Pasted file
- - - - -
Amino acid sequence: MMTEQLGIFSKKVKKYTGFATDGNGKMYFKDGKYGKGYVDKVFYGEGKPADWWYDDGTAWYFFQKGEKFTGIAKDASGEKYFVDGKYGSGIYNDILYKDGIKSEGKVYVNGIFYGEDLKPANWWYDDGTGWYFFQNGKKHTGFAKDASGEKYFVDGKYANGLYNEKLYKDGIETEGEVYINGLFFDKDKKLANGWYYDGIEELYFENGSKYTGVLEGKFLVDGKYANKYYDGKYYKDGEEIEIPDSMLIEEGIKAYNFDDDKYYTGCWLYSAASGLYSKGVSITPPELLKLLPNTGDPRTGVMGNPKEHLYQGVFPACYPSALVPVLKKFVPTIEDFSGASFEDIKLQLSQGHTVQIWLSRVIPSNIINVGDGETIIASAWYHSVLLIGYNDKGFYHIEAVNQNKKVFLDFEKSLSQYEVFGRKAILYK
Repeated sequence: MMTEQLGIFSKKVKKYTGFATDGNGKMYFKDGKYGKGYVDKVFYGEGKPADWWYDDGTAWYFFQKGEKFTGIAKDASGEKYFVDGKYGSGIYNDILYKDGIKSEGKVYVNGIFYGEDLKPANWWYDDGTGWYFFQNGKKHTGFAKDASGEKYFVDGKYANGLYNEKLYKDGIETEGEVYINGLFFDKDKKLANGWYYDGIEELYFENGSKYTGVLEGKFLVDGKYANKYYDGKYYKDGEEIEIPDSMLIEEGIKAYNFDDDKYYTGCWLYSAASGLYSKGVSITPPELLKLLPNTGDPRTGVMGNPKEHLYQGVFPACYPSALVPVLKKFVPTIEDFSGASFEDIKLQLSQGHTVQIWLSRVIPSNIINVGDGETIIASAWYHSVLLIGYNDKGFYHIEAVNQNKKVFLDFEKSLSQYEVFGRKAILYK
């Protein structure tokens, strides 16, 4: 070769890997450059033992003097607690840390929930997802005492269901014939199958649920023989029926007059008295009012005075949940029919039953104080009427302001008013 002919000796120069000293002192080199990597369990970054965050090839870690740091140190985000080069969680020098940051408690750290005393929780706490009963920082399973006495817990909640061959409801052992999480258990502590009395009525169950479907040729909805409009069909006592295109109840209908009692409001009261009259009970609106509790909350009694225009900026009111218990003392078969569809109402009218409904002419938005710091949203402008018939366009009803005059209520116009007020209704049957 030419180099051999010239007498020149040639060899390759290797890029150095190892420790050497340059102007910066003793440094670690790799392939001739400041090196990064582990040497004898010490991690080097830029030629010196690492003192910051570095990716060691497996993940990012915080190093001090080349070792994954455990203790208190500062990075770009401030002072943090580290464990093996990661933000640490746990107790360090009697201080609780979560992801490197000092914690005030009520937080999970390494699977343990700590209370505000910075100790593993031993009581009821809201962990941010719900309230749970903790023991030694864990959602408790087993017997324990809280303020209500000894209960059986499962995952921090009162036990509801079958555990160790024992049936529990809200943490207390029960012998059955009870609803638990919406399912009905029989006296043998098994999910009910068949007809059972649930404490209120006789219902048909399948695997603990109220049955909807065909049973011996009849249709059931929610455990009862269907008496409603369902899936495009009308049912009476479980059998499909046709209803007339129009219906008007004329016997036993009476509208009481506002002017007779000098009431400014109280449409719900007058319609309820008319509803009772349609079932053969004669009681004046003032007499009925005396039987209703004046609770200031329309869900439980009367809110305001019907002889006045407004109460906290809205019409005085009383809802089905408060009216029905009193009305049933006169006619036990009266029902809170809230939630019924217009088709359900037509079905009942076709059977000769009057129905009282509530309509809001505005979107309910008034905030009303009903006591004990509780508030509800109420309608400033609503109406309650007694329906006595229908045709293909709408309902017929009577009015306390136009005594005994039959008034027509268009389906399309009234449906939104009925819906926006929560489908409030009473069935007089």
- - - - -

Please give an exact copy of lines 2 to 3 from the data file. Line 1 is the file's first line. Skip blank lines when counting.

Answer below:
Repeated sequence: MMTEQLGIFSKKVKKYTGFATDGNGKMYFKDGKYGKGYVDKVFYGEGKPADWWYDDGTAWYFFQKGEKFTGIAKDASGEKYFVDGKYGSGIYNDILYKDGIKSEGKVYVNGIFYGEDLKPANWWYDDGTGWYFFQNGKKHTGFAKDASGEKYFVDGKYANGLYNEKLYKDGIETEGEVYINGLFFDKDKKLANGWYYDGIEELYFENGSKYTGVLEGKFLVDGKYANKYYDGKYYKDGEEIEIPDSMLIEEGIKAYNFDDDKYYTGCWLYSAASGLYSKGVSITPPELLKLLPNTGDPRTGVMGNPKEHLYQGVFPACYPSALVPVLKKFVPTIEDFSGASFEDIKLQLSQGHTVQIWLSRVIPSNIINVGDGETIIASAWYHSVLLIGYNDKGFYHIEAVNQNKKVFLDFEKSLSQYEVFGRKAILYK
């Protein structure tokens, strides 16, 4: 070769890997450059033992003097607690840390929930997802005492269901014939199958649920023989029926007059008295009012005075949940029919039953104080009427302001008013 002919000796120069000293002192080199990597369990970054965050090839870690740091140190985000080069969680020098940051408690750290005393929780706490009963920082399973006495817990909640061959409801052992999480258990502590009395009525169950479907040729909805409009069909006592295109109840209908009692409001009261009259009970609106509790909350009694225009900026009111218990003392078969569809109402009218409904002419938005710091949203402008018939366009009803005059209520116009007020209704049957 030419180099051999010239007498020149040639060899390759290797890029150095190892420790050497340059102007910066003793440094670690790799392939001739400041090196990064582990040497004898010490991690080097830029030629010196690492003192910051570095990716060691497996993940990012915080190093001090080349070792994954455990203790208190500062990075770009401030002072943090580290464990093996990661933000640490746990107790360090009697201080609780979560992801490197000092914690005030009520937080999970390494699977343990700590209370505000910075100790593993031993009581009821809201962990941010719900309230749970903790023991030694864990959602408790087993017997324990809280303020209500000894209960059986499962995952921090009162036990509801079958555990160790024992049936529990809200943490207390029960012998059955009870609803638990919406399912009905029989006296043998098994999910009910068949007809059972649930404490209120006789219902048909399948695997603990109220049955909807065909049973011996009849249709059931929610455990009862269907008496409603369902899936495009009308049912009476479980059998499909046709209803007339129009219906008007004329016997036993009476509208009481506002002017007779000098009431400014109280449409719900007058319609309820008319509803009772349609079932053969004669009681004046003032007499009925005396039987209703004046609770200031329309869900439980009367809110305001019907002889006045407004109460906290809205019409005085009383809802089905408060009216029905009193009305049933006169006619036990009266029902809170809230939630019924217009088709359900037509079905009942076709059977000769009057129905009282509530309509809001505005979107309910008034905030009303009903006591004990509780508030509800109420309608400033609503109406309650007694329906006595229908045709293909709408309902017929009577009015306390136009005594005994039959008034027509268009389906399309009234449906939104009925819906926006929560489908409030009473069935007089």